Sonntag, 27. Februar 2011

More Experiments with Nitinol Paper

We are accustomed to objects behaving the same way not matter what our mood or how we treat an object. A book behaves the same to someone who loves it and treats it as gentle as possible as it would to another person who hates the book, almost tearing out the pages while reading it. What if that where to be changed?

Take a look at what we are trying to do with paper:

We want to create paper, which moves depending on inputs it receives. It may shy away or close up altogether if you reach for it to fast. It may open and revile its message if left alone, or if soothed. The content of the paper itself will be projected on the inside of it. The projection will be of very graphic nature, playing with the phenomenon that one often is drawn to gruesome content and cannot look away. Here, one may be forced to look away because the paper my physically prevent you from seeing its content.

Animating the Paper

We animate the paper using Nitinol Memory wire. Memory wire has two phases, the Martensite phase at room temperature and the Austenite phase at temperatures greater than 70° Celsius. When in the Martensite phase the shape of the wire is freely deformable, when however heated, in the Austenite phase, it returns to its original shape. The shape it returns to in its Austenite phase can be set by heating the Memory Wire to over 540° Celsius.

When heated the memory wire has enough force to bend a second memory wire. This enables counteracting actuators and is the basic principle of our animated paper. We heat individual strands of memory wire by connecting them to a high powered battery for a brief moment. As we do not add resistors to this circuit, the power spike and, more specifically, the heat which is created in the process induces the phase shift in the memory wire. This setup can easily fold and unfold a piece of paper as can be seen in the above video or in the following picture: 

This mechanism can be used to create paper which can autonomously fold and unfold into simple shapes, reminiscent of folding origami.

Input for interaction

The folding and unfolding will be initiated by various different inputs. We have a variety of sensors available, microphones for measuring sound intensity and frequency, photo resistors which would react to shadows, Sharp IR range-sensors (as seen in the Theremin demo which we brought to class) or kinect for proximity sensing.  Using a combination of these sensors we will attempt to create an intuitive way of interacting with the paper. Proximity and sound amplitude may set off a folding motion when a certain threshold is reached, however it may be interesting to have interaction between the dominant frequency of the sound and the threshold levels. This may enable ‘talking’ to the paper to change its reaction to proximity, volume levels or light levels. If threshold levels have not been surpassed over a certain amount of time, the paper will unfold again. The sensors will not be physically placed on the paper, as the paper needs to be as light as possible and will most likely be prone to interfere with readings due to the temperature changes and the high amount of mA which will be sent through the circuitry on the paper.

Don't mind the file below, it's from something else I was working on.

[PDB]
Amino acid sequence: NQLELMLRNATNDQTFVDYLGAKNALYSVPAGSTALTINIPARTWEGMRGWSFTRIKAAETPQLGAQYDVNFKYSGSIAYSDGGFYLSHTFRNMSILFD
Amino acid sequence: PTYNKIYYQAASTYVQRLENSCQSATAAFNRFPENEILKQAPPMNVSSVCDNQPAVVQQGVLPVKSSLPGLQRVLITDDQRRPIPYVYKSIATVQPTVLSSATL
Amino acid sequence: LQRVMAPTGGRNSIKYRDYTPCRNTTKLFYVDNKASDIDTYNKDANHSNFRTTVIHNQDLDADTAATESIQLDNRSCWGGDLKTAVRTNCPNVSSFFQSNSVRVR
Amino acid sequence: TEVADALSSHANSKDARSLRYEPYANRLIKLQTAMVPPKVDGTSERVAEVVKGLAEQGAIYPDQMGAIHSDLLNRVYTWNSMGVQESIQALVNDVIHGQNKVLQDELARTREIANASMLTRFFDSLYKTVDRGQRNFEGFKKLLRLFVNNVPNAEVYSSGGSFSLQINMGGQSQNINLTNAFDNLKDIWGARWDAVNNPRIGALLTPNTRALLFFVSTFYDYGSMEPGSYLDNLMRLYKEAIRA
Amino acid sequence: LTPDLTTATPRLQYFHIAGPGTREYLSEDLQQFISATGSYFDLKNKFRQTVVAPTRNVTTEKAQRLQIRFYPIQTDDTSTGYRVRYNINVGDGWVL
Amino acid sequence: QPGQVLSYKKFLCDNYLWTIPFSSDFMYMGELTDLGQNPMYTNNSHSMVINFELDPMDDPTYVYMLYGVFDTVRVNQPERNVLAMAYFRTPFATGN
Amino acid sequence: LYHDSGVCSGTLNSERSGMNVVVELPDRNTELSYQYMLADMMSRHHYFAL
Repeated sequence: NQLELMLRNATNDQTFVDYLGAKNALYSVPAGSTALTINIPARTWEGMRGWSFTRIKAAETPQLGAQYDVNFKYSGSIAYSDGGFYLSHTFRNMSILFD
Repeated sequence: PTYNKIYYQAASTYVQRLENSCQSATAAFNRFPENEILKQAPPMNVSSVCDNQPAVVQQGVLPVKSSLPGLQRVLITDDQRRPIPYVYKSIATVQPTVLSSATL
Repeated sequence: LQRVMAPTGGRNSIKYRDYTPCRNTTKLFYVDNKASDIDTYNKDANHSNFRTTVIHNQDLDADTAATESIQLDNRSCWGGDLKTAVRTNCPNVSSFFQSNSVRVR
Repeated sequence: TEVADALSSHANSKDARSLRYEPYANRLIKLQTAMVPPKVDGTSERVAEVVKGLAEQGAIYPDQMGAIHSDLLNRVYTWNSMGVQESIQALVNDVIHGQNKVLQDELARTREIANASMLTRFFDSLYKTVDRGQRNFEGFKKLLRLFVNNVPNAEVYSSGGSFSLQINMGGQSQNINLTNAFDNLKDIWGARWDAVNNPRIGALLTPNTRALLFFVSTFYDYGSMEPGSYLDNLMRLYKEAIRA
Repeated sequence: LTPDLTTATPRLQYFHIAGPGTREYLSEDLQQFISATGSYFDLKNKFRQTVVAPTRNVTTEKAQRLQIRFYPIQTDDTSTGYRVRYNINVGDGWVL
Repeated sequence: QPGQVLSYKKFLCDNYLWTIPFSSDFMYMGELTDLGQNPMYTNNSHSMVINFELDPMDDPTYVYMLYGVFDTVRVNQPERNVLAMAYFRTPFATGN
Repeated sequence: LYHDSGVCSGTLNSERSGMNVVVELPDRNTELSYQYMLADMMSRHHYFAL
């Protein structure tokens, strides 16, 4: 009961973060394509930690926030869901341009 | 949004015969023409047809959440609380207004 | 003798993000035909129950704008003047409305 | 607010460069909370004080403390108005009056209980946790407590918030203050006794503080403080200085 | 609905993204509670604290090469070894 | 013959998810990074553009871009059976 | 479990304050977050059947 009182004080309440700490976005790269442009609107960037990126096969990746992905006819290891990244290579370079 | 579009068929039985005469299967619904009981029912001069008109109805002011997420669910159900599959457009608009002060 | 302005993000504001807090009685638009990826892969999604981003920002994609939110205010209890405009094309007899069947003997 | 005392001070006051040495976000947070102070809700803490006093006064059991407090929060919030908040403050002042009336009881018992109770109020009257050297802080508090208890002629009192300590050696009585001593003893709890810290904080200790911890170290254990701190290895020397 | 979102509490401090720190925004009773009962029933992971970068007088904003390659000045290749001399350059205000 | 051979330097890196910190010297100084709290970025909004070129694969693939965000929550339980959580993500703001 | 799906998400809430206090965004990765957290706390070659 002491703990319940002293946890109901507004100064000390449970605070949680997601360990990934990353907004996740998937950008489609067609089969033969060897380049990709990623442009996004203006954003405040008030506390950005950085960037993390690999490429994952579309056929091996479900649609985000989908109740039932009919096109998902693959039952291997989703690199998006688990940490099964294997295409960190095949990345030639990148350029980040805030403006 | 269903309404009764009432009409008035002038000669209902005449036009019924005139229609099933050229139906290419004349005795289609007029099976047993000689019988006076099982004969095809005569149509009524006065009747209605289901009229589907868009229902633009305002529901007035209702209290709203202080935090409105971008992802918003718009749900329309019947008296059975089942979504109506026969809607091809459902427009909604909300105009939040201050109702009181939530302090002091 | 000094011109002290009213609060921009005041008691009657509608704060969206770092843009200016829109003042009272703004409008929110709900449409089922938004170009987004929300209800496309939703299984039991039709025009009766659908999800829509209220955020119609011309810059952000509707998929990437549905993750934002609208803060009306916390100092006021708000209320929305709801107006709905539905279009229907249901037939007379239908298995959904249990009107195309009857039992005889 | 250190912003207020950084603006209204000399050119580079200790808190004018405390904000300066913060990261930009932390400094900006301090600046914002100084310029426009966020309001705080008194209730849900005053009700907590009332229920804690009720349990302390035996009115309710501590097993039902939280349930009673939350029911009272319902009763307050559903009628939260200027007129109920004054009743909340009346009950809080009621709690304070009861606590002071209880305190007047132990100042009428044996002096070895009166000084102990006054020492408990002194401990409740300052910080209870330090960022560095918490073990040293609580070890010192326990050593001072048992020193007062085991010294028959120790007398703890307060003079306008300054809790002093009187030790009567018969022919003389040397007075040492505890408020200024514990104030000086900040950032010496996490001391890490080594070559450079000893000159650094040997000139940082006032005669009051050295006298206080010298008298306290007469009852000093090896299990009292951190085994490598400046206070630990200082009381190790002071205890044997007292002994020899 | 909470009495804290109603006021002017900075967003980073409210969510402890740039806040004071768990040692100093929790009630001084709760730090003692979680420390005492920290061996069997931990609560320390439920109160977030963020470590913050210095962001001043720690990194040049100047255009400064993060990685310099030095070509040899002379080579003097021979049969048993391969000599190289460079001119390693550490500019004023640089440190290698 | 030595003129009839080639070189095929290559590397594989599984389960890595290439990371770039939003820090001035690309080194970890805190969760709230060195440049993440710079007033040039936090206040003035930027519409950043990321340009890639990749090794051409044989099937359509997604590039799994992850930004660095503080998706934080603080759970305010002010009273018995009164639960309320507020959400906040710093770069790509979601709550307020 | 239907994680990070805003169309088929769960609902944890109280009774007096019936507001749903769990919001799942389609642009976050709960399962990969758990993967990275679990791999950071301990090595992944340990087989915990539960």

A demo of IR range-sensors as Input can be found here:


 All sensors (except, if we use it, the kinect) will be connected to an arduino which in turn will communicate to Max/MSP/Jitter via serial connection.  The computer-vision aspects will also be handled in Max using cv.jitt.

Power supply

As the paper will be animated using a very high power circuit, we do not want to directly connect any microcontroller to it. All sensor readings will be done using an arduino, powered by a secondary electrical circuit.  The memory wire will then be activated by transistors or possibly even by relays. The primary circuit for animating the Paper is currently using a 9.6v DC power supply intended for RC cars; however for the final installation we will use a laptop power supply.  The sensors and Arduino will be powered by USB.

Tracking Projection Area

For projecting onto the paper we will use an active approach. Surface mount infrared LEDs combined with an IR webcam will be used to track the projection area. Surface mount LEDs are optimal due to their small form factor and can be placed directly onto the paper.  This is similar to the setup used by David Holman on his paper computer project. (

Set up & Miscellaneous

As the memory wire can only support paper up to a certain size, we are limited in how large our animated paper can be. It may be interesting creating a whole array or series of small objects instead of one large object. For displaying it most effectively a high contrast setting will be essential. Also, the input which activates the motion of the paper should also activate sounds, creating an ambient atmosphere.

2 Kommentare:

  1. Hi. I made some very similar experimentations a few years ago, and I have a few questions :

    -You seems to use nitinol which change shape at 70°C. For quick response, this mean that you have to heat it to 80-100°C, which might be a bit dangerous for children. Why did you not use one that change shape at about 30°C ?
    -What diameter and current did you use ?
    -My next expriment will be to try to incorporate paper accelerometer in the circuit so the paper react if you touch it (paper dionea !). Whant to join ?

  2. If you can point me to memory wire which changes shape at 30°C you would be my hero.

    Please send me an e-mail paul.strohmeier(at)